Calyx currently operates a 235,000 square foot cannabis cultivation facility in California, and expects to begin construction on a dispensary location in southern California in the near future. Calyx also has a Tier 3 cultivation license and a provisional adult-use dispensary license in Massachusetts, and expects to open a dispensary in the West Plaza neighborhood of Kansas City, Missouri later this year. Founded in 2016, Calyx is headquartered in Massachusetts and plans to be vertically integrated in three states by the end of 2022.

“We are thrilled to enter into this long-term real estate partnership with IIP for the development of this new facility in Missouri,” said Erin Carachilo, CEO of Calyx, and Lee Hoffman of CPC. “While less than one year since the launch of Missouri’s medical cannabis program, we have witnessed a tremendous rate of adoption by patients and growth in sales throughout the state, and look forward to completing the development of this facility, which will be designed with next-generation systems in a highly controlled environment that will enable us to bring our premium, diversified genetics at scale to Missouri patients.”

Missouri began legal medical cannabis sales in October of 2020, and regulated medical-use sales have grown rapidly since then, with total sales in August 2021 alone of approximately $22 million, according to the Missouri Department of Health and Senior Services. As of August 31, 2021, there were over 177,000 patient applications and 5,800 caregiver applications in the state. Missouri’s regulations provide for numerous qualifying medical conditions for treatment with cannabis, including, among others, cancer, epilepsy, PTSD, HIV/AIDS, terminal illness, Alzheimer’s and any chronic medical condition normally treated with prescription medication that can lead to dependence. In addition, petitions for Missouri voters to approve the adoption of an adult-use cannabis program are targeting the November 2022 ballot.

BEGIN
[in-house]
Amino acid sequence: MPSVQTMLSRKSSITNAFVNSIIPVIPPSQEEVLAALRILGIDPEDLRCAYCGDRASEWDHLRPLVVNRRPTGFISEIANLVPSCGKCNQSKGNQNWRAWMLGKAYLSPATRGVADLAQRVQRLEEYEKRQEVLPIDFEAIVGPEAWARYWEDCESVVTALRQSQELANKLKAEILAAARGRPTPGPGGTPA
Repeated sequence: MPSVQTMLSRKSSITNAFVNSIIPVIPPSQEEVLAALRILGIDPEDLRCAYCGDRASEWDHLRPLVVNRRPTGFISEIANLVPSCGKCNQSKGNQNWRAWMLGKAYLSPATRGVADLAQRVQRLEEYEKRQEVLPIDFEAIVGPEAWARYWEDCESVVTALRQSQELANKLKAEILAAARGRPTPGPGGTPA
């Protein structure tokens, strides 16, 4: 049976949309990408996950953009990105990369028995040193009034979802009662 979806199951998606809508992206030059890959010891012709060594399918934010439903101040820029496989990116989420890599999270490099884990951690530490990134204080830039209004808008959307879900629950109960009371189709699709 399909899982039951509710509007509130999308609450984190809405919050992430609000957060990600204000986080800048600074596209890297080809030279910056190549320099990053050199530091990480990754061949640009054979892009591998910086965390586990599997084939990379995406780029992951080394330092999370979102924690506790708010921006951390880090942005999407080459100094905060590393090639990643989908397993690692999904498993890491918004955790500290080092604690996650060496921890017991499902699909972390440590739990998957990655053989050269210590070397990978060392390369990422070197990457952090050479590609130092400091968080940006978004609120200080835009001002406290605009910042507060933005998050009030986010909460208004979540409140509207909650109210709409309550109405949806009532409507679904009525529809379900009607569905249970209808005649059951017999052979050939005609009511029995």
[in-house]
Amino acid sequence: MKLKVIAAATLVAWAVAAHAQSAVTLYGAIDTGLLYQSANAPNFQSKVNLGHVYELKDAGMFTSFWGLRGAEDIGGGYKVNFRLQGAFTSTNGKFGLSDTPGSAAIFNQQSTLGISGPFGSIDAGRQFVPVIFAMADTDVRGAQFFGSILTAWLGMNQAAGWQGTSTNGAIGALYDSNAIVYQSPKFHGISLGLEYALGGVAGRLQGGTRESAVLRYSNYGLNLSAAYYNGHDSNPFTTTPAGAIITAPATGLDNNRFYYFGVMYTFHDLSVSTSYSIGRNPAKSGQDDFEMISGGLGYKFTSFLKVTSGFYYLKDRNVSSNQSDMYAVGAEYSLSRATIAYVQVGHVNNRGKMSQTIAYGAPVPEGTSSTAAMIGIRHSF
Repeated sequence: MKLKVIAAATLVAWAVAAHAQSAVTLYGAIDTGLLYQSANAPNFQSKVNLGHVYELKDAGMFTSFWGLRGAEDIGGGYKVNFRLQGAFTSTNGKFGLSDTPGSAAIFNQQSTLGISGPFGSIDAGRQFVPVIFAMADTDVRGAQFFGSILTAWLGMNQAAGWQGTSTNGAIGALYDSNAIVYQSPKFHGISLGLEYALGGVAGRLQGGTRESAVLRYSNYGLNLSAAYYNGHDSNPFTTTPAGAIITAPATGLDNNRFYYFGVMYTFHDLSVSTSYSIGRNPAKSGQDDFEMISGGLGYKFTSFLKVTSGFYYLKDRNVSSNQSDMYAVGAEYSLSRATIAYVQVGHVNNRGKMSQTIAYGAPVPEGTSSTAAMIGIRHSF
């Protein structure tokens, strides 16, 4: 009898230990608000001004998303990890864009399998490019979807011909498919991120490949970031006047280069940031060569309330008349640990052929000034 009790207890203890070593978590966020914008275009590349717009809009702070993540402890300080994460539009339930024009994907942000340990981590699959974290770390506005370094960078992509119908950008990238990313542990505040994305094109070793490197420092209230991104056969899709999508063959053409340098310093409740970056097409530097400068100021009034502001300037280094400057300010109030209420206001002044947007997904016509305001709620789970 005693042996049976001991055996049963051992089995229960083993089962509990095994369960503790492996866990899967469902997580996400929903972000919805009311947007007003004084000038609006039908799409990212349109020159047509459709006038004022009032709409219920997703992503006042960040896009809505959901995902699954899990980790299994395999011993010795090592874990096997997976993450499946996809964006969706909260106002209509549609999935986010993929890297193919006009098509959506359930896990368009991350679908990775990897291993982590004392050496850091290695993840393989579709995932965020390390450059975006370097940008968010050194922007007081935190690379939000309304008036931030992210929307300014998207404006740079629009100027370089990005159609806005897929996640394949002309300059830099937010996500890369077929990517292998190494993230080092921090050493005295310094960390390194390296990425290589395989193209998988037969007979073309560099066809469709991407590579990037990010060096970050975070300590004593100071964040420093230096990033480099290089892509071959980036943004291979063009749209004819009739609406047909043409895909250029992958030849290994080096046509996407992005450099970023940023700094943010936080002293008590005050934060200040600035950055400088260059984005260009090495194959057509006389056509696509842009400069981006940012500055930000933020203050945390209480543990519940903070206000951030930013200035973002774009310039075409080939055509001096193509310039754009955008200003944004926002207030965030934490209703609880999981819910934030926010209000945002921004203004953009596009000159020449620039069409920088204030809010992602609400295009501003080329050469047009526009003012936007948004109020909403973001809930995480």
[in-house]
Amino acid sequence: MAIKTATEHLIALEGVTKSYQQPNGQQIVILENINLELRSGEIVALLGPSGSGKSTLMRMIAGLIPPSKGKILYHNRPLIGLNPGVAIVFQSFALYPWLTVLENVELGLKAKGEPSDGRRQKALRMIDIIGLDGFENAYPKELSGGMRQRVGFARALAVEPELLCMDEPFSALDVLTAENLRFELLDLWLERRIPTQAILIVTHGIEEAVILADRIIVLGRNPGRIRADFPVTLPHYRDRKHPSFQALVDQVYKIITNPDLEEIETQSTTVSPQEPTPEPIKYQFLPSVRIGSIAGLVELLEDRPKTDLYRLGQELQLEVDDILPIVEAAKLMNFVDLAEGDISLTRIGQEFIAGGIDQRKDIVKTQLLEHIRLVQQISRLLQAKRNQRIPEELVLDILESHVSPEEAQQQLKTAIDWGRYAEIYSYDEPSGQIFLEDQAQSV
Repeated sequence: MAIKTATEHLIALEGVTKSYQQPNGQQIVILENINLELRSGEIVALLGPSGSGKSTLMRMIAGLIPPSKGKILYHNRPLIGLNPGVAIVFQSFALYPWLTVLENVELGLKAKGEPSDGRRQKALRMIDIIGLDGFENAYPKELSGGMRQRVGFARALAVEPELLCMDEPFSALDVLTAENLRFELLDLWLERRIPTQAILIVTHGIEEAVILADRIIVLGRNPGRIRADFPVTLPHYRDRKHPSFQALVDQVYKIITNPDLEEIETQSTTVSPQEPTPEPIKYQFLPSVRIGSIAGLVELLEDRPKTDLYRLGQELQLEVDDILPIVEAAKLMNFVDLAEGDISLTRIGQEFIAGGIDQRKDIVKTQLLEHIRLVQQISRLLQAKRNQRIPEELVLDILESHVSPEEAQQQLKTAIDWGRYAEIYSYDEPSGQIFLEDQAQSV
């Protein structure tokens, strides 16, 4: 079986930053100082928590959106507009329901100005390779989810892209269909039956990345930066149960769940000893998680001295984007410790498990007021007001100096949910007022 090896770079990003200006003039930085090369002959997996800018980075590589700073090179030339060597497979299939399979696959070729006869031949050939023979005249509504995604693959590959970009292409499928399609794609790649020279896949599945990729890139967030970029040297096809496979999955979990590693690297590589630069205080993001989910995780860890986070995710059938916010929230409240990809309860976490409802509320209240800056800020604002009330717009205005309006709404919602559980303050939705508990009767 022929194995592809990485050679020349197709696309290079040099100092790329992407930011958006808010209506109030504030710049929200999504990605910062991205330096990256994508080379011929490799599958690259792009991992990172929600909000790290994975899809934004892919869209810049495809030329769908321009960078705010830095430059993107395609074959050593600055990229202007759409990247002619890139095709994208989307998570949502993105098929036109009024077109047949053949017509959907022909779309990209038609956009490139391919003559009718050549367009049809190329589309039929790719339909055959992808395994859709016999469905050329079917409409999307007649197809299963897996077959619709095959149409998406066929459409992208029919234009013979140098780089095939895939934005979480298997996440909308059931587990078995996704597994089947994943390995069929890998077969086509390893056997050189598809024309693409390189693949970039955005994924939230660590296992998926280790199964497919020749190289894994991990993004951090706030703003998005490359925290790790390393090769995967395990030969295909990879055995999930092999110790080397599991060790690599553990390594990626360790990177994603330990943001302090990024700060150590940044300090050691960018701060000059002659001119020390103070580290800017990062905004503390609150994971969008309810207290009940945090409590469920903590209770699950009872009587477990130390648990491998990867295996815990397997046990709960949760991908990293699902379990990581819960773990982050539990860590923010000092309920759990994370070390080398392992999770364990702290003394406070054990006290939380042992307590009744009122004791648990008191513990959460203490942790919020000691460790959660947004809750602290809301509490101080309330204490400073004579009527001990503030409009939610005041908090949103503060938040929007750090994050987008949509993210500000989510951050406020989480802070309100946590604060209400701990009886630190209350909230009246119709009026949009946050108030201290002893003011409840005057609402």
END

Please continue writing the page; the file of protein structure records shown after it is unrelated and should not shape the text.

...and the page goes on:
StaffAugust 20, 2021
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Cannabis REIT NewLake Capital Partners, Inc. (OCTQX: NLCP) closed on its initial public offering raising $102 million and began trading on the OTC on Friday August 20. The company closed on 3,905,950 shares of common stock at an initial public offering price of $26.00 per share.

“The closing of our IPO is a significant milestone and provides us with additional investment capital to continue our growth trajectory as one of the leading providers of real estate capital across the cannabis industry,” said David Weinstein, Chief Executive Officer of NewLake Capital Partners. “We want to express our gratitude to the investment community for supporting our initial public offering and believing in our long-term vision.”

NewLake Capital Partners is an internally managed triple-net lease REIT that purchases properties leased to state-licensed U.S. cannabis operators. NewLake currently owns a geographically diversified portfolio of 27 properties across 10 states with 8 tenants, comprised of 17 dispensaries and 10 cultivation facilities. The company said its tenants include companies like Curaleaf, Cresco Labs, Trulieve and Columbia Care. As of June 30, 2021, New Lake said these properties were 100% leased and primarily located in limited-license jurisdictions.

Anthony Coniglio, President and Chief Investment Officer of NewLake Capital Partners, commented, “NewLake’s current portfolio consists of assets leased to high-quality companies in the cannabis space. As the cannabis industry continues to expand, with additional states recently legalizing cannabis for medical or adult-use, the potential for further growth of our portfolio continues to accelerate. With the additional capital, we expect to expand our portfolio and increase our revenue streams to provide meaningful value to our shareholders.”